As far as trades go, I definitely thought that would be the route Snow went to upgrade the top of the forwards group. Judging by the number of high-end forwards traded since the draft -- that would be one -- perhaps that market was not a busy one to begin with.
Of course that one, Taylor Hall, was on the Isles’ radar. That Edmonton traded Hall to the Devils for what seems like an underwhelming return in young defenseman Adam Larsson boiled the blood of more than a few Islanders fans.
From what I understand, the only Isles defenseman the Oilers wanted in a Hall deal was Travis Hamonic. I’m not sure if that swap was discussed back in October, right after Hamonic informed Snow of his trade request for personal reasons, but even if it were, Snow wouldn’t have done it on the eve of the season.
He was then only looking for a top-pair defenseman in return, given the Isles didn’t know what they had in Adam Pelech or Ryan Pulock at that point. So a forward wasn’t an option for Snow.
Now, once the Isles were eliminated in May, I’m guessing Snow’s thinking might have changed. Pulock and Pelech showed more than just potential; I could see the Isles GM weighing the loss of Hamonic from a solid D corps with the gain of Hall on John Tavares’ left side for the next several years and deciding it was worth it, especially if Hamonic still needed to be closer to home.
But Hamonic told Snow he wanted to stay that day and that was that. You can be sure that Snow tried to offer up a package revolving around another young Isles defenseman but Oilers GM Peter Chiarelli wanted Hamonic and there was no way -- let me repeat, no way -- Snow was going to discount the emotional toll it took on his defenseman to make the request, play a very strong season, rescind said request and then trade Hamonic anyway.
There are lots of fun online tools to play around with rosters. Between XBox, Twitter, the salary-cap sites such as General Fanager and Cap Friendly, there are a million ways to play GM with your favorite team.
But the actual GM deals with not only the contracts and the metrics, but also with the human side. And Snow, despite evidence to the contrary at times with players he’s hardballed out the door, prizes loyalty.
Hamonic took a very team-friendly deal four summers ago. He’s a world-class person. Perhaps all that will change when his deal is up, but Snow wasn’t going to risk letting three longtime core players walk in free agency and also deal one of the other core guys, an emotional leader who also happens to be on one of the 10 best contracts in the league.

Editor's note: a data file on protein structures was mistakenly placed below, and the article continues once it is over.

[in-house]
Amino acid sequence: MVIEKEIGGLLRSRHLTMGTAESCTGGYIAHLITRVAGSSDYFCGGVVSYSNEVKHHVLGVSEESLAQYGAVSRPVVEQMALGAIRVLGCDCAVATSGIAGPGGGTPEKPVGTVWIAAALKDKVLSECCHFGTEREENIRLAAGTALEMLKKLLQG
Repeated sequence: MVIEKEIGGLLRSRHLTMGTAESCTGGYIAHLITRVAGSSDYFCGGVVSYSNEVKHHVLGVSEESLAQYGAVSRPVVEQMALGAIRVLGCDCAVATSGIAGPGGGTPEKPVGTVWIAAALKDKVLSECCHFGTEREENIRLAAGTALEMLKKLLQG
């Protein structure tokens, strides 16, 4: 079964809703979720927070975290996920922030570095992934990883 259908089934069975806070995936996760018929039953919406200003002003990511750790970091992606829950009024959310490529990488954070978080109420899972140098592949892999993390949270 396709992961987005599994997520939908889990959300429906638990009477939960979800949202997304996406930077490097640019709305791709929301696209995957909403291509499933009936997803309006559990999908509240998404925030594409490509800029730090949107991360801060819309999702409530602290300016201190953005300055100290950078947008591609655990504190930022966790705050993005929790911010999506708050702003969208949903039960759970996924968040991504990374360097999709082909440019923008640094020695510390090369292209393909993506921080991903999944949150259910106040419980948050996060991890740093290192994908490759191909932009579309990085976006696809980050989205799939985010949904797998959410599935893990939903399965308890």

So that’s that.
On goalies and the World Cup
J-F Berube’s return on a one-year, $675,000 deal on Tuesday does not necessarily signal that Jaroslav Halak is out the door, but it does signal that the Islanders need to address their three-headed goaltender monster at some point.
That point almost certainly will be near the end of training camp. Halak and Thomas Greiss, along with new Leafs goaltender Frederik Andersen, are the three Team Europe goaltenders in the World Cup. It’s possible Andersen plays every game and the Isles’ two netminders do nothing in that tournament, which would make Snow’s job harder.
Best-case scenario: Halak is healthy and plays well in the World Cup. That would either convince Snow that Halak should stay and compete for his No. 1 job again or convince another GM who isn’t sold on his goaltenders in training camp that Halak would help.
Don’t look for a resolution soon.
On Ryan Pulock’s status
Been asked quite a bit about Pulock’s expansion-draft status. The Isles said the league informed them that Pulock would not be exempt since 2016-17 will be his third pro season, despite his entry-level contract only being in its second year.
The language used in the league’s release on the draft rules backs that up: “All first- and second-year professionals... will be exempt from selection.”
Unless there’s a change, calculate your protected list with Pulock needing to be on it.